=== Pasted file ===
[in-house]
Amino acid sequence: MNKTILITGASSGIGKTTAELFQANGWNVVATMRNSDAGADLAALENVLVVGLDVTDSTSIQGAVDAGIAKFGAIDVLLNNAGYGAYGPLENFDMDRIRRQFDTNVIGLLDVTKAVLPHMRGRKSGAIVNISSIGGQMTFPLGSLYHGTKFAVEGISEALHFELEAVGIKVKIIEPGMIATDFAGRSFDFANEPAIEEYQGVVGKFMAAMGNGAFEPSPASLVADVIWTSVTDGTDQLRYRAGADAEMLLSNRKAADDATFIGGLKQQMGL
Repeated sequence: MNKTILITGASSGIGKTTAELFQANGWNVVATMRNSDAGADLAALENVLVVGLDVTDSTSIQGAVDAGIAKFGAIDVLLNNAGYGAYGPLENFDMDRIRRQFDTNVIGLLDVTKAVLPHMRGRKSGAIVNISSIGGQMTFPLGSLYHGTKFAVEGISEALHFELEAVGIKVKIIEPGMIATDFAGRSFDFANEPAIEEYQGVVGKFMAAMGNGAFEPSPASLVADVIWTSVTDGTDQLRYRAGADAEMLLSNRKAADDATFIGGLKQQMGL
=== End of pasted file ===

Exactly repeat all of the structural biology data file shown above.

[in-house]
Amino acid sequence: MNKTILITGASSGIGKTTAELFQANGWNVVATMRNSDAGADLAALENVLVVGLDVTDSTSIQGAVDAGIAKFGAIDVLLNNAGYGAYGPLENFDMDRIRRQFDTNVIGLLDVTKAVLPHMRGRKSGAIVNISSIGGQMTFPLGSLYHGTKFAVEGISEALHFELEAVGIKVKIIEPGMIATDFAGRSFDFANEPAIEEYQGVVGKFMAAMGNGAFEPSPASLVADVIWTSVTDGTDQLRYRAGADAEMLLSNRKAADDATFIGGLKQQMGL
Repeated sequence: MNKTILITGASSGIGKTTAELFQANGWNVVATMRNSDAGADLAALENVLVVGLDVTDSTSIQGAVDAGIAKFGAIDVLLNNAGYGAYGPLENFDMDRIRRQFDTNVIGLLDVTKAVLPHMRGRKSGAIVNISSIGGQMTFPLGSLYHGTKFAVEGISEALHFELEAVGIKVKIIEPGMIATDFAGRSFDFANEPAIEEYQGVVGKFMAAMGNGAFEPSPASLVADVIWTSVTDGTDQLRYRAGADAEMLLSNRKAADDATFIGGLKQQMGL